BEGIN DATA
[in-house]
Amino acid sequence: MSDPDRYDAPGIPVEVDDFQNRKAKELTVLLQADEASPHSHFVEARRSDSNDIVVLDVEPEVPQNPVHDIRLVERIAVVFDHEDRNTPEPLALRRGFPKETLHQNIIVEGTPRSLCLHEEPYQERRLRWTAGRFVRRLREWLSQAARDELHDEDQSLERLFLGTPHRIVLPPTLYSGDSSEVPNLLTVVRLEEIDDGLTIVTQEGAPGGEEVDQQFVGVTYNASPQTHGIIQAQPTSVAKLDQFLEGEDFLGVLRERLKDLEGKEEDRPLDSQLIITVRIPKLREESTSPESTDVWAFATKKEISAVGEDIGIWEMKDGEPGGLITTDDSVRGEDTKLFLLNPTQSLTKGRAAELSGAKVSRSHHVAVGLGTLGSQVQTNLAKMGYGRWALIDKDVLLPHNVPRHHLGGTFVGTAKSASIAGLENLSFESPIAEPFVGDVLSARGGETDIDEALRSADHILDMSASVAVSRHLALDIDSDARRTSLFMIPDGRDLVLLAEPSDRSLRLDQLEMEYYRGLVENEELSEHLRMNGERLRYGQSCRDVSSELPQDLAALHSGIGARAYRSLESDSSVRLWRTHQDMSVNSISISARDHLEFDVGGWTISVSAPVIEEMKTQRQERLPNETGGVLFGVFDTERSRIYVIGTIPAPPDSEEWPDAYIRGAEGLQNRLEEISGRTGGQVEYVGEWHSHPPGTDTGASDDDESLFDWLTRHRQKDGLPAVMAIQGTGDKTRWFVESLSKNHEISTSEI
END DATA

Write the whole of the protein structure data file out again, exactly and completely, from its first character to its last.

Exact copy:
[in-house]
Amino acid sequence: MSDPDRYDAPGIPVEVDDFQNRKAKELTVLLQADEASPHSHFVEARRSDSNDIVVLDVEPEVPQNPVHDIRLVERIAVVFDHEDRNTPEPLALRRGFPKETLHQNIIVEGTPRSLCLHEEPYQERRLRWTAGRFVRRLREWLSQAARDELHDEDQSLERLFLGTPHRIVLPPTLYSGDSSEVPNLLTVVRLEEIDDGLTIVTQEGAPGGEEVDQQFVGVTYNASPQTHGIIQAQPTSVAKLDQFLEGEDFLGVLRERLKDLEGKEEDRPLDSQLIITVRIPKLREESTSPESTDVWAFATKKEISAVGEDIGIWEMKDGEPGGLITTDDSVRGEDTKLFLLNPTQSLTKGRAAELSGAKVSRSHHVAVGLGTLGSQVQTNLAKMGYGRWALIDKDVLLPHNVPRHHLGGTFVGTAKSASIAGLENLSFESPIAEPFVGDVLSARGGETDIDEALRSADHILDMSASVAVSRHLALDIDSDARRTSLFMIPDGRDLVLLAEPSDRSLRLDQLEMEYYRGLVENEELSEHLRMNGERLRYGQSCRDVSSELPQDLAALHSGIGARAYRSLESDSSVRLWRTHQDMSVNSISISARDHLEFDVGGWTISVSAPVIEEMKTQRQERLPNETGGVLFGVFDTERSRIYVIGTIPAPPDSEEWPDAYIRGAEGLQNRLEEISGRTGGQVEYVGEWHSHPPGTDTGASDDDESLFDWLTRHRQKDGLPAVMAIQGTGDKTRWFVESLSKNHEISTSEI